There was no overnight 30 foot rise in sea level anywhere at any time during the period where the last ice age was ending, save perhaps the possibility of such a flood immediately downstream of a glacial dam break.
Note that he's not talking about tsunamis here - he just throws out a line of garbage - qualified by the terms "in some places" and "pretty much," and then completely discards both qualifiers.

He then goes on to point out that such a catastrophic rise (which at first he describes as "in some places") would be world-wide and permanent.

This is typical of the fringe. And a waste of time.

Lastly, I find it ironic that Hancock is supposedly addressing our collective "amnesia" while trying to demonstrate this with what he believes are actual memories, i.e. of an ancient and world wide flood.

There are many interesting things about the ancient past that are worth exploring. These vids contain nothing in that regard.

Harte



posted on Feb, 1 2014 @ 08:48 AM
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reply to post by Harte
 


A tic of the clock in geological terms...

We cannot deny that locations such as the Red Sea, Black Sea and Persian Gulf were at one time dry land. I won't defend him on his wording but these locations and many others were at one time dry land and well within the time frame of human habitation. Is it such a stretch to postulate that when those locations flooded out that it didn't happen by inches over periods of hundreds or thousands of years alone but may have on occasion happened rapidly? A lurching in the amounts of rises due to these periodic large scale melt off releases?

Science tells us these locations were dry, then Science tells us there were large melt offs sometimes slowly and sometimes in massive releases such as the North American release into the Atlantic. Again, well within human prehistory. That's the key phrase in my opinion, 'Prehistory'

See, for me when I read about the Library of Alexandria's destruction or of Ancient Chinese rulers burning all literature or later of the Spanish/Church destroying all the Aztec codices I can imagine collaborative information for such prehistoric events lost to humanity for all times.

I'll take a wait and see approach and keep an open mind



posted on Feb, 1 2014 @ 04:38 PM
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SLAYER69
reply to post by Harte
 


A tic of the clock in geological terms...

We cannot deny that locations such as the Red Sea, Black Sea and Persian Gulf were at one time dry land. I won't defend him on his wording but these locations and many others were at one time dry land and well within the time frame of human habitation. Is it such a stretch to postulate that when those locations flooded out that it didn't happen by inches over periods of hundreds or thousands of years alone but may have on occasion happened rapidly? A lurching in the amounts of rises due to these periodic large scale melt off releases?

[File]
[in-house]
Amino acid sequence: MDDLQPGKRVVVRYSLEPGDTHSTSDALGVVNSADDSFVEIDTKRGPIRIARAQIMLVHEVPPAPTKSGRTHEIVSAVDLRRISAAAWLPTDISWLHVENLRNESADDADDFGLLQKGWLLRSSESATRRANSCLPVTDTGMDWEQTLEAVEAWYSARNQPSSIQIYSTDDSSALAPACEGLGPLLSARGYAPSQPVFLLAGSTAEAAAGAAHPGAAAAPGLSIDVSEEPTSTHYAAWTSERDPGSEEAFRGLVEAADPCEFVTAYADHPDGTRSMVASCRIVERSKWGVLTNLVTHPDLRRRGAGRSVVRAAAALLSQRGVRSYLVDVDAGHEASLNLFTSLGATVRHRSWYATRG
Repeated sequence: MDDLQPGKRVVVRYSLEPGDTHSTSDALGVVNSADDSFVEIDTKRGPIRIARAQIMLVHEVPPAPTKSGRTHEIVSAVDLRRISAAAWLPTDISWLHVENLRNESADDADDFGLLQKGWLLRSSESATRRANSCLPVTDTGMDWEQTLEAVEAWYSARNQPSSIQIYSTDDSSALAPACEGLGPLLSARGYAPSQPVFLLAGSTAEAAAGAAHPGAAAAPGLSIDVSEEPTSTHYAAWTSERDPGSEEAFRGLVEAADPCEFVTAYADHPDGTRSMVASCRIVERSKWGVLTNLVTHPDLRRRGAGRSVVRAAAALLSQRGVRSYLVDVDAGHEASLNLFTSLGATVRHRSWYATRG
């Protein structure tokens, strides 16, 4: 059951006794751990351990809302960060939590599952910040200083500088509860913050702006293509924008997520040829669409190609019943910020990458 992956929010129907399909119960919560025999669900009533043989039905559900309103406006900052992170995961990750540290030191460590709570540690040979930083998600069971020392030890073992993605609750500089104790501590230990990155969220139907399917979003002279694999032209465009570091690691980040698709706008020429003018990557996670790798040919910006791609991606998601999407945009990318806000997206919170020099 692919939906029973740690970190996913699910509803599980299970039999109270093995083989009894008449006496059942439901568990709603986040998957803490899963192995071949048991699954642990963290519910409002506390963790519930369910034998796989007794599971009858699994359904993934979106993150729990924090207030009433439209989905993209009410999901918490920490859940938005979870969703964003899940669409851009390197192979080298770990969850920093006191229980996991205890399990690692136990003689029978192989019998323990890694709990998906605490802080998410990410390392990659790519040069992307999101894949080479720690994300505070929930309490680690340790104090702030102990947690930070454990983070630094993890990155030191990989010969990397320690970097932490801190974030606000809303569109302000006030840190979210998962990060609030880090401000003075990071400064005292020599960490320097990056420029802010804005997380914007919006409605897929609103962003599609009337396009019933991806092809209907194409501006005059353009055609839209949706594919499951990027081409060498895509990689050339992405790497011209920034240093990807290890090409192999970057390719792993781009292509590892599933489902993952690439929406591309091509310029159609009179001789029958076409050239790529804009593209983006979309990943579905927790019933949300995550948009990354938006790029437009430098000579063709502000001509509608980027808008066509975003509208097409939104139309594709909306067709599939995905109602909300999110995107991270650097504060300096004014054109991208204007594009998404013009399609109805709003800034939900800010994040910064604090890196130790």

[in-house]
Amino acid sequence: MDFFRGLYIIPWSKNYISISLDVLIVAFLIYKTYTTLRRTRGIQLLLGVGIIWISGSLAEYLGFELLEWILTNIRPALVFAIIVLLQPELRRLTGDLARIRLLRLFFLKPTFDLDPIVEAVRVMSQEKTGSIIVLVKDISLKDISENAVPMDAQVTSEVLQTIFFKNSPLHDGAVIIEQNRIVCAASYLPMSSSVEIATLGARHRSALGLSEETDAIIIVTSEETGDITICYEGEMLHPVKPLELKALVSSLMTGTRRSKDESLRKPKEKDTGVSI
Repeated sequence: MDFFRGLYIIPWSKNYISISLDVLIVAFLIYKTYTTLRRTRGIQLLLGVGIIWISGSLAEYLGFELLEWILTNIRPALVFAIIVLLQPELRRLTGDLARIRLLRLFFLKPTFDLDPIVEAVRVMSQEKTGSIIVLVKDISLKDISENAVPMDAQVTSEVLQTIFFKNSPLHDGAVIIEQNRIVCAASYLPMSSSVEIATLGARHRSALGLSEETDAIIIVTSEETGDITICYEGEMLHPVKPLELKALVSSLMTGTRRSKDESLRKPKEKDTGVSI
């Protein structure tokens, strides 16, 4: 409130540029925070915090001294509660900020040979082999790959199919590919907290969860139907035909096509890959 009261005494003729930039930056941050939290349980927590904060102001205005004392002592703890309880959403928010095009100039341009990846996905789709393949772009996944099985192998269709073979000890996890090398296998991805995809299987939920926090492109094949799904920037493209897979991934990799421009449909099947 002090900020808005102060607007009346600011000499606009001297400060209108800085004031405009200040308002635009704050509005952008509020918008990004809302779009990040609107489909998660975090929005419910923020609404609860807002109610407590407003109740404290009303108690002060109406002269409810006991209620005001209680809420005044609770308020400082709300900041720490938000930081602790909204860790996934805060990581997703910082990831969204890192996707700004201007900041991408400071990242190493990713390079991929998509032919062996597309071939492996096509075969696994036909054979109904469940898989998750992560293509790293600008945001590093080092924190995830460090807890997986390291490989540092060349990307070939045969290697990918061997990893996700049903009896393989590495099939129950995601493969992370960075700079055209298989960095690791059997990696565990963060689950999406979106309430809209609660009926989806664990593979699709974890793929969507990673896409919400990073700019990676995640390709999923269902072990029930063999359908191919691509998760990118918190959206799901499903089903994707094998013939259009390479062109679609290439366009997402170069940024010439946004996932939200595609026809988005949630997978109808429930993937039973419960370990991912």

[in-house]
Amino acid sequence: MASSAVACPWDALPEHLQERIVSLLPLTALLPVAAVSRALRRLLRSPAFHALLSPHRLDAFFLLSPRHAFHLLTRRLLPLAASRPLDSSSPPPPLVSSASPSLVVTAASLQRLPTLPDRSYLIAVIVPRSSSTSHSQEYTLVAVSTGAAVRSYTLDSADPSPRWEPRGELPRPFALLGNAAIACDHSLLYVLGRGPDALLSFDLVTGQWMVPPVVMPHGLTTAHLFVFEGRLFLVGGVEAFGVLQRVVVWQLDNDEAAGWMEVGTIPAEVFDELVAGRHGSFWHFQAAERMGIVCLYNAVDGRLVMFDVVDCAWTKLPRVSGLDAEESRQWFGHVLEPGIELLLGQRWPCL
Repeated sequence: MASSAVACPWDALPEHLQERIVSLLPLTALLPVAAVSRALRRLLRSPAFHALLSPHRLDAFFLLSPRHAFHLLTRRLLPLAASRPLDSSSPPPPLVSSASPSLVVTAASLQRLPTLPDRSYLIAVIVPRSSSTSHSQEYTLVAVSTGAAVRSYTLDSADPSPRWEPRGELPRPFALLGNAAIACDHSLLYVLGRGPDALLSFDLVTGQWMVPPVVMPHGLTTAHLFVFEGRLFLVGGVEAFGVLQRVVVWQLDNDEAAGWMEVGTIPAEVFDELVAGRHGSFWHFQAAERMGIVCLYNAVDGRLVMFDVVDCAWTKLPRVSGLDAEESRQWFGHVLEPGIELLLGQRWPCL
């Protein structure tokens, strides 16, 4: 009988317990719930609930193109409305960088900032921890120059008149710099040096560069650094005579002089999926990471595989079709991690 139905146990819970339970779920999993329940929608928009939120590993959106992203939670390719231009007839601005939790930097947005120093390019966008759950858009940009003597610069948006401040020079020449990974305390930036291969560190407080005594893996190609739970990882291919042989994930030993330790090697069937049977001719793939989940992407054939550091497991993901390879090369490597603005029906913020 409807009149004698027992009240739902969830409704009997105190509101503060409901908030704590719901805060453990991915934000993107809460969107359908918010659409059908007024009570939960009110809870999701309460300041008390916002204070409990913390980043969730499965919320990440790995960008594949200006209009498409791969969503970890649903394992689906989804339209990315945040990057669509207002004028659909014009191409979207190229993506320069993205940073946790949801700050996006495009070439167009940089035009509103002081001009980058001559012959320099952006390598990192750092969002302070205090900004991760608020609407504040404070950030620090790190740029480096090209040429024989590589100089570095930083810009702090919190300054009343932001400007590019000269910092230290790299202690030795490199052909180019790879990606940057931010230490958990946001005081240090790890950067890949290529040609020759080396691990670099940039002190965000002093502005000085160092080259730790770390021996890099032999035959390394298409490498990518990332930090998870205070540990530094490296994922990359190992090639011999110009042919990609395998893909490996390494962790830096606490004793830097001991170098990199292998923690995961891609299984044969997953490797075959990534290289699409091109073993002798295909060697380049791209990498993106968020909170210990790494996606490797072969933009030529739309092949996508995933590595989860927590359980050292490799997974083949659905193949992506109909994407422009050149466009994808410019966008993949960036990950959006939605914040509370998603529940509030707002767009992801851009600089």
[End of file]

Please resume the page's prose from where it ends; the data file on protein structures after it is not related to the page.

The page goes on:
Why, yes, it is such a stretch.

Obviously floods occurred due to glacial dams. Offhand, in the vicinity of the Near East, the Altai flood comes to mind.

However, there isn't enough water on the planet to flood the entire Earth overnight to a thirty foot level, and there exists precisely no evidence whatsoever of such a thing ever occuring. Yet he quips offhandedly about it, as if it were a given.


SLAYER69Science tells us these locations were dry, then Science tells us there were large melt offs sometimes slowly and sometimes in massive releases such as the North American release into the Atlantic. Again, well within human prehistory. That's the key phrase in my opinion, 'Prehistory'

Again, Hancock makes it clear that he's not talking about some big wave - he actually characterizes it as "permanent." That's his choice of wording there.

Why would he do this, do you think?

The only answer is, of course, to sell his books full of fraudulent claims, said claims made (mostly) by his predecessors and merely parroted in his writings.


SLAYER69See, for me when I read about the Library of Alexandria's destruction or of Ancient Chinese rulers burning all literature or later of the Spanish/Church destroying all the Aztec codices I can imagine collaborative information for such prehistoric events lost to humanity for all times.

I'll take a wait and see approach and keep an open mind

Do you have any reason at all to believe there was a single thing in either location pertaining to this that we don't have access to today?
Remember, the Library was built quite recently - obviously after Alexander's conquest.

Harte



posted on Feb, 1 2014 @ 06:05 PM
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Harte
However, there isn't enough water on the planet to flood the entire Earth overnight to a thirty foot level, and there exists precisely no evidence whatsoever of such a thing ever occuring. Yet he quips offhandedly about it, as if it were a given. an open mind


Where to begin.

He nor I are saying there was a "flood of the entire Earth overnight to a thirty foot level" Is that all you are getting or focusing on out of everything written or said? The ocean levels were a few hundred feet lower than they are now. A thirty foot rise would not flood 'The entire Earth overnight" but it may have been just high enough to flood out the Red Sea, Black Sea and or the Persian Gulf areas...


Do you have any reason at all to believe there was a single thing in either location pertaining to this that we don't have access to today? Remember, the Library was built quite recently - obviously after Alexander's conquest.